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Alternatives to Asserts (AssertJ)

Olufemi Ade-OlusileOlufemi Ade-Olusile

The Problem

The standard TestNG / JUnit asserts are widely used in testing, however they are not flexible enough for functional tests in several cases.

Possible Solutions

This post and possible solution was inspired by a friend of mine (Robert Ambrus). Anyway, we looked at some common java open source libraries which have an active community and provide clean code and extendability.


JUnit + Hamcrest – Library of matchers for building test expressions

Hamcrest is a framework for writing matcher objects allowing ‘match’ rules to be defined declaratively. There are a number of situations where matchers are invaluble, such as UI validation, or data filtering, but it is in the area of writing flexible tests that matchers are most commonly used.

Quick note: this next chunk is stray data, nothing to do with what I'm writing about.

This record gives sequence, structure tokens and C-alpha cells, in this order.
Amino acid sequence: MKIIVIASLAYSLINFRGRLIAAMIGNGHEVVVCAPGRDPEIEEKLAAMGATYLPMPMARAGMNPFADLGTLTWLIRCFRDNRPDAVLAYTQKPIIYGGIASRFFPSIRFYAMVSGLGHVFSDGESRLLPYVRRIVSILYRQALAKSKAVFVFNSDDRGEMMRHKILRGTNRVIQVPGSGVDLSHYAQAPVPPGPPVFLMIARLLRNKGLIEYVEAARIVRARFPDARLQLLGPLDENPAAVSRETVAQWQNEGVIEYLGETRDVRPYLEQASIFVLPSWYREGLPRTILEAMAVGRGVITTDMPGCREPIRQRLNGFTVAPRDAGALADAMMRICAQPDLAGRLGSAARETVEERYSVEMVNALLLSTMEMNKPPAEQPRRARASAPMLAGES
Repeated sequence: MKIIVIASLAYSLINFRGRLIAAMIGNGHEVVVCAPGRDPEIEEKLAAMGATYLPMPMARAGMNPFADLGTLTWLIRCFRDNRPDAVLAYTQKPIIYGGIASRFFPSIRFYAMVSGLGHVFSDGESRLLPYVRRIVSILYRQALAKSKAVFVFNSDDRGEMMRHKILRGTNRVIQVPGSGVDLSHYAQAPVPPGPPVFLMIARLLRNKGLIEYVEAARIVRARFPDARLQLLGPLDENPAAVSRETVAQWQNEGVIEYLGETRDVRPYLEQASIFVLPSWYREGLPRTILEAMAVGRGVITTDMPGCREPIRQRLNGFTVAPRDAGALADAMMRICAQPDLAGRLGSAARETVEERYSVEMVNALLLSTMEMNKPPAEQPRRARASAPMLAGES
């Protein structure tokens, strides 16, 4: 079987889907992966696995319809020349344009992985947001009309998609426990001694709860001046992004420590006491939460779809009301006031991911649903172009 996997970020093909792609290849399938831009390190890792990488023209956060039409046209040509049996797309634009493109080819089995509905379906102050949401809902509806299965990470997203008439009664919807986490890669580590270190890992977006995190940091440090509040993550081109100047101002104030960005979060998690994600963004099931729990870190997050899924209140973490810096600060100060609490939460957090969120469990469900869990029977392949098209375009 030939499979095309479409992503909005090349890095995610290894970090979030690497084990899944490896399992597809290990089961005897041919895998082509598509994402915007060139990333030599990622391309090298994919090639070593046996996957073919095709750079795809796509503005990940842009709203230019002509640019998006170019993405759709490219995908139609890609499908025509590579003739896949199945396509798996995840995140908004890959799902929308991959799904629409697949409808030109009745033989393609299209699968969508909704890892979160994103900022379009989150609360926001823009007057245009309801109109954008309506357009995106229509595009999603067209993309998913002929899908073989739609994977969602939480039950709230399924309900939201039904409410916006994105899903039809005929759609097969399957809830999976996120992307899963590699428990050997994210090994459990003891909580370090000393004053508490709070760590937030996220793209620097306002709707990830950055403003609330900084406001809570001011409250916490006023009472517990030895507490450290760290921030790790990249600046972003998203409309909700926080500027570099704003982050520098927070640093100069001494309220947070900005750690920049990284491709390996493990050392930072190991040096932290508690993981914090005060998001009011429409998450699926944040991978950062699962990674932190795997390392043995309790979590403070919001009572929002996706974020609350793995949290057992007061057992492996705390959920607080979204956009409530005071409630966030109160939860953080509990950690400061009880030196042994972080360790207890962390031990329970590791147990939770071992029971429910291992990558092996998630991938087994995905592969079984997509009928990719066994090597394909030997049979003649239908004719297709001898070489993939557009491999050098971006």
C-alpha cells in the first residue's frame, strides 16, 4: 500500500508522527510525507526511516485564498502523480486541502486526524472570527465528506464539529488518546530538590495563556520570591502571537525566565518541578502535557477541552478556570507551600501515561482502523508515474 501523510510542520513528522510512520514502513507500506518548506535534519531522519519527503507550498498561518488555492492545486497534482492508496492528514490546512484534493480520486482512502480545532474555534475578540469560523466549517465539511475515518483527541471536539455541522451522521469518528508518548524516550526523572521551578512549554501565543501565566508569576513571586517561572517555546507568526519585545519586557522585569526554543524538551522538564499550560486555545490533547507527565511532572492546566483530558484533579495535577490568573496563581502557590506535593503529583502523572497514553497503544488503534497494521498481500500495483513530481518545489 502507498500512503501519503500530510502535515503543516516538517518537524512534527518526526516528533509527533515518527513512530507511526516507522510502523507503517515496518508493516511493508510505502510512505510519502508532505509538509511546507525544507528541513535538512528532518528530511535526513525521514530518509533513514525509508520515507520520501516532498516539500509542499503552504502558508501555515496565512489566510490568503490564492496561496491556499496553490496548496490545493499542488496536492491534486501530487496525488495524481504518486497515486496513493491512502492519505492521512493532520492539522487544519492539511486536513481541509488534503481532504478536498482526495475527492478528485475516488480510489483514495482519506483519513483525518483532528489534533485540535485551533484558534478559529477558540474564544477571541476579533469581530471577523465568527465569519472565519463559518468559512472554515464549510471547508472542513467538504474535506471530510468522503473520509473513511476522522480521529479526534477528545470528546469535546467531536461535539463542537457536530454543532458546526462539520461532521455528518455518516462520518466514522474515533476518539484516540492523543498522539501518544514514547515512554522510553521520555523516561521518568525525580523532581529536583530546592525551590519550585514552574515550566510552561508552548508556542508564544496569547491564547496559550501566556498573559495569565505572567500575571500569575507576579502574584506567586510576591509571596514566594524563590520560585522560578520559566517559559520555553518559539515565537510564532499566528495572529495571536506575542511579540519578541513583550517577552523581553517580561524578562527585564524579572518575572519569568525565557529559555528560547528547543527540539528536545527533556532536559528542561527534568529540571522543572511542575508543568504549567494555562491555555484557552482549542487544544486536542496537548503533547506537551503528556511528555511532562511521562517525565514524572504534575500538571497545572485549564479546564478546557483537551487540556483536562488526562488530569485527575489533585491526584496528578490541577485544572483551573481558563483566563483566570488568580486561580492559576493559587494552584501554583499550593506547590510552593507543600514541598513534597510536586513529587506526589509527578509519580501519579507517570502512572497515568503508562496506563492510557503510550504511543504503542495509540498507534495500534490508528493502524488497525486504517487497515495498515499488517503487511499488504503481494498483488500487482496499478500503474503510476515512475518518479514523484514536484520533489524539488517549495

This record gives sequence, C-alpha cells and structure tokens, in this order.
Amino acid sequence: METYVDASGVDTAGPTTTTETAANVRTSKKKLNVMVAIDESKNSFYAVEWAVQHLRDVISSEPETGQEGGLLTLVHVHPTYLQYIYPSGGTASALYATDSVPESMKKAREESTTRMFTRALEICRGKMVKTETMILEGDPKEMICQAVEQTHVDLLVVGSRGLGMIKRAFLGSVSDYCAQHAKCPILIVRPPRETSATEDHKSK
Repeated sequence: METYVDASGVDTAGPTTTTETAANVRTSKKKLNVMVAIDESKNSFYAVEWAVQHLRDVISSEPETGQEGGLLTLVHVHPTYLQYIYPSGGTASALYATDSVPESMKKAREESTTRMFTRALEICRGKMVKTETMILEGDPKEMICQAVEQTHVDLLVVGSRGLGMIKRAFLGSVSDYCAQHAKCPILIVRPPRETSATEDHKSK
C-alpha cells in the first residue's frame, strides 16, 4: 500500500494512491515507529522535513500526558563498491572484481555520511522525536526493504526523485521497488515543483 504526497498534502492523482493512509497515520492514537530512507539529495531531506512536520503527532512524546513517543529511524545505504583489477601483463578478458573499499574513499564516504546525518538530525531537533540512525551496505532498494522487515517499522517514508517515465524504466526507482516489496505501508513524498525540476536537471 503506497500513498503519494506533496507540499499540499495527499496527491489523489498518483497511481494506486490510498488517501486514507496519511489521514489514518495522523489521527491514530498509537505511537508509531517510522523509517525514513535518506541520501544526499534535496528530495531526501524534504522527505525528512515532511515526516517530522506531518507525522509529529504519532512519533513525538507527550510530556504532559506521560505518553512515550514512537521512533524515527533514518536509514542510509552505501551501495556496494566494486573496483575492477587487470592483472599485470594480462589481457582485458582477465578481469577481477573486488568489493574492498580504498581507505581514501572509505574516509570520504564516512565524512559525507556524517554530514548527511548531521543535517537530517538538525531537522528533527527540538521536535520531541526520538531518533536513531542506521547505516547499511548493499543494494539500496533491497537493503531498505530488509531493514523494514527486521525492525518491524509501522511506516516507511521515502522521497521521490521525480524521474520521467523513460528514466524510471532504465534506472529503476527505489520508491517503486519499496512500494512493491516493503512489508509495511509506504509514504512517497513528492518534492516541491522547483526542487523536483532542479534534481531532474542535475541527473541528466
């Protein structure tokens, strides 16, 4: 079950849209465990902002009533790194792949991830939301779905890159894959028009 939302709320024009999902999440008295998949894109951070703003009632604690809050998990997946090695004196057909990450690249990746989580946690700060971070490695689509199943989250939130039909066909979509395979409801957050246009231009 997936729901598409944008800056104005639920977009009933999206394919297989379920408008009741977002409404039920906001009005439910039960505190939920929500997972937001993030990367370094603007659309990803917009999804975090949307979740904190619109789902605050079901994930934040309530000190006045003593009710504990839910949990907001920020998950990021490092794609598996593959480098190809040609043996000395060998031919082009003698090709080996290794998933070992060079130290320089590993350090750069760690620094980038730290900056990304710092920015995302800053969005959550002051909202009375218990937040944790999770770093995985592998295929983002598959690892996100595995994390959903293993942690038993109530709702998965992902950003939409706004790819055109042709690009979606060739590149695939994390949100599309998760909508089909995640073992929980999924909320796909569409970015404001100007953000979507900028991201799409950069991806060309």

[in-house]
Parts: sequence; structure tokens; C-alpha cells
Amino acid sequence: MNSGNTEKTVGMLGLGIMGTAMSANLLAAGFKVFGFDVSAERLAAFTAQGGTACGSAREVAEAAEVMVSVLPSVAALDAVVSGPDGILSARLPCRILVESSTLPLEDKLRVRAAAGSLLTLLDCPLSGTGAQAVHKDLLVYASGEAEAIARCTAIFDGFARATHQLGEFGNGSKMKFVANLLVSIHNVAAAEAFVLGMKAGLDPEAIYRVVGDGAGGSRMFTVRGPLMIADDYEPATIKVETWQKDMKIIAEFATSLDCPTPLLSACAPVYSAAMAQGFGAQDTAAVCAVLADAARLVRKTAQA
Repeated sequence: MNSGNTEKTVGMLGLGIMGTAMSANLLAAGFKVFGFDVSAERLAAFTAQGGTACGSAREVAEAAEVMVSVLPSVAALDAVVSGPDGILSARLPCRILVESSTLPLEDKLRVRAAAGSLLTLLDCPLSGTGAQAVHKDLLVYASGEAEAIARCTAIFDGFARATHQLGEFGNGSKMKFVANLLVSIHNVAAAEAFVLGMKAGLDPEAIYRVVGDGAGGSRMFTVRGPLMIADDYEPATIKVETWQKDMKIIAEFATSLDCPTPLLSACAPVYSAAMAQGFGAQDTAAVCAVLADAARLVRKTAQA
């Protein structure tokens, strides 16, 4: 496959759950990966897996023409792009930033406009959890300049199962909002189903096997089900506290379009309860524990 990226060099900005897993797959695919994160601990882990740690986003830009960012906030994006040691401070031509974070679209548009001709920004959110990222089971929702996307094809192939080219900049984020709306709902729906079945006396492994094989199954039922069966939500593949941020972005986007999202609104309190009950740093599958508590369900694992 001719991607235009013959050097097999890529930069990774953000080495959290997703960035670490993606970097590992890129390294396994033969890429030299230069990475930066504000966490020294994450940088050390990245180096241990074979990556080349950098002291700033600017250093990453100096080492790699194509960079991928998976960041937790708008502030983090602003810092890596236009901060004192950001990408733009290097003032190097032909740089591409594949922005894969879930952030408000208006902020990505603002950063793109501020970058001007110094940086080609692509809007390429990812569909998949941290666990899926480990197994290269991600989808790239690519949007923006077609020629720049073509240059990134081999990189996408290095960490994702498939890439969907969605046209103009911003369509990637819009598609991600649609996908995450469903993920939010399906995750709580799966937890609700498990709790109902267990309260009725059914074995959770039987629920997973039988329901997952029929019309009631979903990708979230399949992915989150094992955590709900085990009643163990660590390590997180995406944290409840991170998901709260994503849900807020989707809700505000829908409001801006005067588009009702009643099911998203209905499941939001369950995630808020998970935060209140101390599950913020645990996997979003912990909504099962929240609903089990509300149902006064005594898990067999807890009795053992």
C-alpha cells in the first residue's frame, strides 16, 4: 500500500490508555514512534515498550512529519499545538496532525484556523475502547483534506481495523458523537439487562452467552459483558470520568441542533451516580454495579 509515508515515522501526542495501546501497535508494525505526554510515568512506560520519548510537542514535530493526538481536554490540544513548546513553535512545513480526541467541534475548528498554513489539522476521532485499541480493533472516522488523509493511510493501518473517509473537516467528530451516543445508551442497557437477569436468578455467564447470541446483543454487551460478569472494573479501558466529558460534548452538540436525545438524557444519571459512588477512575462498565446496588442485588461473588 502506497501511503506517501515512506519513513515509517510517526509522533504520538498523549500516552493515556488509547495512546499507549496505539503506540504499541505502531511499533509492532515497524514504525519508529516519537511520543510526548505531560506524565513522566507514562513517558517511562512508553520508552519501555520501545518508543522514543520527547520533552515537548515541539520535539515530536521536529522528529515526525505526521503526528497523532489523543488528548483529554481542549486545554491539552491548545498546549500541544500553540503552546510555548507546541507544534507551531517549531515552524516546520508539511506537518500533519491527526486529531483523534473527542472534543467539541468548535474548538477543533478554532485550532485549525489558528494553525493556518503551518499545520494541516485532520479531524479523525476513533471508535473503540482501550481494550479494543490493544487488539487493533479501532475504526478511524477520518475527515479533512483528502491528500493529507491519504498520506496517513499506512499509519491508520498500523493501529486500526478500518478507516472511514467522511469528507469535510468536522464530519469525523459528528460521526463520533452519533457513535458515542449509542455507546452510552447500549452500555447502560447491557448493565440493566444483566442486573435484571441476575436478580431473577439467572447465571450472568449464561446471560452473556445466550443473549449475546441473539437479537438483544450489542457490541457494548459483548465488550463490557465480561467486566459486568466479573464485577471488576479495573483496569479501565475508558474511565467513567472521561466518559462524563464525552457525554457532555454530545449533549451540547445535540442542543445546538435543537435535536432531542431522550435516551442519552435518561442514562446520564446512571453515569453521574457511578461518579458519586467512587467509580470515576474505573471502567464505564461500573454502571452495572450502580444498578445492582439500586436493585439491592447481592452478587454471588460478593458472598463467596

Google Truth – We’ve made failure a strategy

Truth is a testing framework designed to make your tests and their error messages more readable and discoverable, while being extensible to new types of objects.

Truth adopts a fluent style for test propositions, is extensible in several ways, supports IDE completion/discovery of available propositions, and supports different responses to un-true propositions. Truth can be used to declare JUnit-style assumptions (which skip the test on failure), assertions (interrupt the test on failure), and expectations (continue the test, but collect errors and report failure at the end).

AssertJ – Fluent Assertions for Java

AssertJ core is a Java library that provides a fluent interface for writing assertions. Its main goal is to improve test code readability and make maintenance of tests easier.